Downsizing some FreeDOS utils

Eric Auer writes:

Hi, apart from upx-ing files, I think a few of our files also just contain too many libraries. In addition, SWSUBST / JOIN / SUBST could be done in a way that there is, for example, join.bat which calls swsubst with some /you-are-now-join argument. SWSUBST currently uses its own filename to determine which syntax it should accept. As DOS does not allow symlinks or hardlinks, you have to have 3 copies of this 54k file if you want all 3 commands.

So here we go...:

WCD is 60k, TAIL 55k, FDISK 36k, LABEL 26k, FC 23k, CHOICE 17k, MORE 15k, [mklink crashes DOSEMU, what is that?], PAUSE 14k, POPD 13k, PUSHD 10k, my COUNT which does not even fully work 10k, VOL 7k, ... other files seem to be as big as they have to be, although there are several files that are surprxisingly -small- for that they are able to do.

Any ideas why those files are that big? I would be glad if somebody succeeded in compiling them with other options or less libraries to create smaller versions of them, thanks.

VOL, PUSHD, POPD and PAUSE are all available as FreeCOM built-ins as well. If other command.com do not have them there, it is nice to have standalone programs in general, but one should point out that users of FreeCOM do not need the separate exe / com files in those cases (same for DOSKEY, which I do not even have installed as it has been a FreeCOM built- in for long time). CHOICE and LABEL are good candidates for future inclusion in FreeCOM (as probably is COUNT...!). FC sounds simple but the FreeDOS one is too full of features to make it part of FreeCOM ;-). It even has case- insensitive compare, although I do not know if this is NLS-aware. Improving TYPE would give a MORE builtin, I guess. The big "good thing" would be that a FreeCOM internal MORE could be designed in a way that does not require DOS pipes (which require temp files, as DOS is not multitasking) - as there are several things in FreeCOM that could use some /P page-wise output options, the code could be shared among them. By the way, would it be an idea to keep strings compressed in RAM? On disk, you can UPX FreeCOM from 92k to 66k, but I do not know if non-XMS swapping or other features would get confused by this. If you have no XMS, you must either use KSSF and CALL /S to "replace command.com by a program and re- start comman.com afterwards, loosing history data" or spend lots of RAM, maybe string compression especially of help strings could help. As you know, LZ, Huffman and "copy N bytes from M bytes back" type compression can be decompressed with very little code (although LZ requires a bit of RAM and Huffman makes you work on bit strings).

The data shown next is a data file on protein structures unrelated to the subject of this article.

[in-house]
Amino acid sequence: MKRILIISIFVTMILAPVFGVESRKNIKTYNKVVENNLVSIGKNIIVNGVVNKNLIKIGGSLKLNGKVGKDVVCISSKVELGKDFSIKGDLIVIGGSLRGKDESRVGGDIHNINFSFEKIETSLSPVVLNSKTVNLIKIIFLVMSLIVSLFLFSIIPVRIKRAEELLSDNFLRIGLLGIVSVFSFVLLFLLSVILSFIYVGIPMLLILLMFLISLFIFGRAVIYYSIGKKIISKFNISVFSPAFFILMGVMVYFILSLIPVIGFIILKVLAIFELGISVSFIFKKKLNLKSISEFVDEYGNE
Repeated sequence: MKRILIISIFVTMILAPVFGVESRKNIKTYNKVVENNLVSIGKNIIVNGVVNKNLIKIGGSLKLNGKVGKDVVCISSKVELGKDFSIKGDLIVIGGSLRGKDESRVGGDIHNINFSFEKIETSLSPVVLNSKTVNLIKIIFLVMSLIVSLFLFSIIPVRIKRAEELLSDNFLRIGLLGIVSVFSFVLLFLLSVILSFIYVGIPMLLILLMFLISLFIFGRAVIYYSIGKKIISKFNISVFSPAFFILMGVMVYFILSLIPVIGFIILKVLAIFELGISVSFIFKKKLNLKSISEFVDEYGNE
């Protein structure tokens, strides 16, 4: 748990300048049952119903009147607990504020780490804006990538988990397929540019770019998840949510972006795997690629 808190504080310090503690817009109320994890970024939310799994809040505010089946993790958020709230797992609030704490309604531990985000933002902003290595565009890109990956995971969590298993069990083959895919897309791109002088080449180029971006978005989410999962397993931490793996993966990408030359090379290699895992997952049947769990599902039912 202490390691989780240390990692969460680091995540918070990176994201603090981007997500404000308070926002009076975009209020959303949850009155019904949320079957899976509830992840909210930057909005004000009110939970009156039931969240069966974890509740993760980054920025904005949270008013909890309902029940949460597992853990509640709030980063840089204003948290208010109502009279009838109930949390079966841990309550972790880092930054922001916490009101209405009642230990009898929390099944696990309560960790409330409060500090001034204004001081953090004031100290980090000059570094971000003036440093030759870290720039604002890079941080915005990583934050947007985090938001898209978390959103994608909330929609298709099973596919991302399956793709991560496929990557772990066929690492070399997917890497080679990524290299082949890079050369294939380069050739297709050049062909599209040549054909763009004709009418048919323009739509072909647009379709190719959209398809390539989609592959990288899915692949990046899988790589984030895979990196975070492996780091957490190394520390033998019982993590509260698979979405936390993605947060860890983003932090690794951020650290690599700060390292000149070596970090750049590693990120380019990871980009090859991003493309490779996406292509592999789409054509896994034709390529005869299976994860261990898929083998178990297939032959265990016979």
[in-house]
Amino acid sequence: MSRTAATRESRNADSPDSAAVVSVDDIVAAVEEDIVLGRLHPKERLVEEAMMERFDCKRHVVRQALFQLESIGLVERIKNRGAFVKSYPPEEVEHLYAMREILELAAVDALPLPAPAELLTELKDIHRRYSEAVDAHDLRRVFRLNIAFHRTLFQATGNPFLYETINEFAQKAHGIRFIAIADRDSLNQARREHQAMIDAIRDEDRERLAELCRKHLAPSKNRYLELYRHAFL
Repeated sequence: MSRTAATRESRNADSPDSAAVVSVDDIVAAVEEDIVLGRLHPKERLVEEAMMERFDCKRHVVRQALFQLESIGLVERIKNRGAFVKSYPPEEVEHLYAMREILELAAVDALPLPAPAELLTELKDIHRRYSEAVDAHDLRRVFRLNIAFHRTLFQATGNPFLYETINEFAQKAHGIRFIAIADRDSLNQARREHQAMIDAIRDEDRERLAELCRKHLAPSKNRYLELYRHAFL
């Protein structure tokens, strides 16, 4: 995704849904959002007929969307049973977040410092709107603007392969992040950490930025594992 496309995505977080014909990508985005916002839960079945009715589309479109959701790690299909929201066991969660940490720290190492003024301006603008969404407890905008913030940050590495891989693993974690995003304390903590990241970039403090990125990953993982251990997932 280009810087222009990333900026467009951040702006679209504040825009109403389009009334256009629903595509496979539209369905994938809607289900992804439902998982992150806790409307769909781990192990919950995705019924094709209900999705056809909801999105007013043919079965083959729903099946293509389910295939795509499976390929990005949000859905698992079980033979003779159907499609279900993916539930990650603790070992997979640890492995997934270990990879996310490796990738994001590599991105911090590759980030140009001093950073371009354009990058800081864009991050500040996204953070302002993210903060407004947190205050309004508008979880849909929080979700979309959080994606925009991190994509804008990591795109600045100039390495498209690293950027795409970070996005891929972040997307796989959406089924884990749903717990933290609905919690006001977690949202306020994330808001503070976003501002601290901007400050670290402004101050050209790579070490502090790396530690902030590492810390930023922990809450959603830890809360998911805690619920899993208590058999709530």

This starts an interesting discussion on the fd-dev mailing list:

Arkady responds:

EA: Any ideas why those files are that big?

Because (1) they written in HLL and (2) there are no compiler with enoughly smart optimizer. Especially, C is bad languge to optimize (even poor TP beats by programs size almost all compilers).

EA: would be that a FreeCOM internal MORE could be designed in a way that does
EA: not require DOS pipes (which require temp files, as DOS is not multitasking)

This is practially impossible (though, in some tricky cases additional resident code may do this).

EA: By the way, would it be an idea to keep strings compressed in RAM? On disk,
EA: you can UPX FreeCOM from 92k to 66k, but I do not know if non-XMS swapping
EA: or other features would get confused by this.

This is not hard. For example, use BriefLZ (ligthweight compression library from Jibz, http://www.ibsensoftware.com). Its decompressor is very small and fast and not requires extra memory, so there are no reasons to not keep resources internally packed.

Aitor writes:

PAUSE 14k, ... POPD 13k, PUSHD 10k, ...

These are internal, so I guess the best way of reducing size is simply to leave them out. ;-)